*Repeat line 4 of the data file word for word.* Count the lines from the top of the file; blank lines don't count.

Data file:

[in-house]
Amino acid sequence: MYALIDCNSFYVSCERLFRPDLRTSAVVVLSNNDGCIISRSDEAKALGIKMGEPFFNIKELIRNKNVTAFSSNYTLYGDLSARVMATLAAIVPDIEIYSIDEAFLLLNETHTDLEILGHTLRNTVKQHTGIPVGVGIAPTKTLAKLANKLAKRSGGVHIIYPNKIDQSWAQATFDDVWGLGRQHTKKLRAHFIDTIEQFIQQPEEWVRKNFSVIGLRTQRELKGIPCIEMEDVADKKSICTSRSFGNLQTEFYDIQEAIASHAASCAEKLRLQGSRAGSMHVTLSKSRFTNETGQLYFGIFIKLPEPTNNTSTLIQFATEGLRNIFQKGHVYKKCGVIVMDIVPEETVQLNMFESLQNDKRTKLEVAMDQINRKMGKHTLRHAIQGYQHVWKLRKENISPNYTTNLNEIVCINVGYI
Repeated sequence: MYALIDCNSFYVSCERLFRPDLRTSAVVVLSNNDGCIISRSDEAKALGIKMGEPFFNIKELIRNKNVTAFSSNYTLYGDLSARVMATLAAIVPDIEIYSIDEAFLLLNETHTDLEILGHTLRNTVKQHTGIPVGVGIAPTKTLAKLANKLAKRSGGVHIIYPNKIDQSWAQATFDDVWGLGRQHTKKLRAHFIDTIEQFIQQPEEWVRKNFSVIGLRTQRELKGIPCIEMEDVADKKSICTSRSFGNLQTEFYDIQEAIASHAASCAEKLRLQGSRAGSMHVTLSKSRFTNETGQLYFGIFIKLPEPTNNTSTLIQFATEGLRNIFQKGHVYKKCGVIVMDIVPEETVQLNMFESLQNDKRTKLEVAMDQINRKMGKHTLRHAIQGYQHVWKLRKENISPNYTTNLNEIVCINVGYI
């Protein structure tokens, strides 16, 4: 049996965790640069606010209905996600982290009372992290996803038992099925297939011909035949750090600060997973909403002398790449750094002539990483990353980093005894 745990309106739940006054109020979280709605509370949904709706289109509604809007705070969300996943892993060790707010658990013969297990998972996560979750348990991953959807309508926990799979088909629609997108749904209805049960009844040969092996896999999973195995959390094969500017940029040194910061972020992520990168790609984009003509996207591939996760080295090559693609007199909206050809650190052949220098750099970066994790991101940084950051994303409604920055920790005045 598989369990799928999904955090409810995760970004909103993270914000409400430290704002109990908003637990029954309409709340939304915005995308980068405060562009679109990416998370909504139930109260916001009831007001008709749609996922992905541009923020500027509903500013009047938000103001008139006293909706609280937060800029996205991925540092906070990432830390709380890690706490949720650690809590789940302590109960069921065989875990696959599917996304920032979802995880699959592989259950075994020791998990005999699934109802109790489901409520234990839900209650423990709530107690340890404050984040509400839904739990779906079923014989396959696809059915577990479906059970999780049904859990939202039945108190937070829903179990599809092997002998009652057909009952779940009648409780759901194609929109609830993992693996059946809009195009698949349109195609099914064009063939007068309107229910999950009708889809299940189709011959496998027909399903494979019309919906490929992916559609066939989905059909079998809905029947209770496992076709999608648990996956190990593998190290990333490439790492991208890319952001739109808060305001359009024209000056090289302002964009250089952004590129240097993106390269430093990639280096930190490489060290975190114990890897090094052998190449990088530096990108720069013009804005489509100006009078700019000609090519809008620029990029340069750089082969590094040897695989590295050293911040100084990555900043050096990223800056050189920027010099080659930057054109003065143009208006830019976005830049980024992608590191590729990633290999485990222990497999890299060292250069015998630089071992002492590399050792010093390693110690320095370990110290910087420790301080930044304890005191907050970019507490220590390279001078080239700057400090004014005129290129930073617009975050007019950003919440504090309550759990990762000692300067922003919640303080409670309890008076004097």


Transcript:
């Protein structure tokens, strides 16, 4: 049996965790640069606010209905996600982290009372992290996803038992099925297939011909035949750090600060997973909403002398790449750094002539990483990353980093005894 745990309106739940006054109020979280709605509370949904709706289109509604809007705070969300996943892993060790707010658990013969297990998972996560979750348990991953959807309508926990799979088909629609997108749904209805049960009844040969092996896999999973195995959390094969500017940029040194910061972020992520990168790609984009003509996207591939996760080295090559693609007199909206050809650190052949220098750099970066994790991101940084950051994303409604920055920790005045 598989369990799928999904955090409810995760970004909103993270914000409400430290704002109990908003637990029954309409709340939304915005995308980068405060562009679109990416998370909504139930109260916001009831007001008709749609996922992905541009923020500027509903500013009047938000103001008139006293909706609280937060800029996205991925540092906070990432830390709380890690706490949720650690809590789940302590109960069921065989875990696959599917996304920032979802995880699959592989259950075994020791998990005999699934109802109790489901409520234990839900209650423990709530107690340890404050984040509400839904739990779906079923014989396959696809059915577990479906059970999780049904859990939202039945108190937070829903179990599809092997002998009652057909009952779940009648409780759901194609929109609830993992693996059946809009195009698949349109195609099914064009063939007068309107229910999950009708889809299940189709011959496998027909399903494979019309919906490929992916559609066939989905059909079998809905029947209770496992076709999608648990996956190990593998190290990333490439790492991208890319952001739109808060305001359009024209000056090289302002964009250089952004590129240097993106390269430093990639280096930190490489060290975190114990890897090094052998190449990088530096990108720069013009804005489509100006009078700019000609090519809008620029990029340069750089082969590094040897695989590295050293911040100084990555900043050096990223800056050189920027010099080659930057054109003065143009208006830019976005830049980024992608590191590729990633290999485990222990497999890299060292250069015998630089071992002492590399050792010093390693110690320095370990110290910087420790301080930044304890005191907050970019507490220590390279001078080239700057400090004014005129290129930073617009975050007019950003919440504090309550759990990762000692300067922003919640303080409670309890008076004097």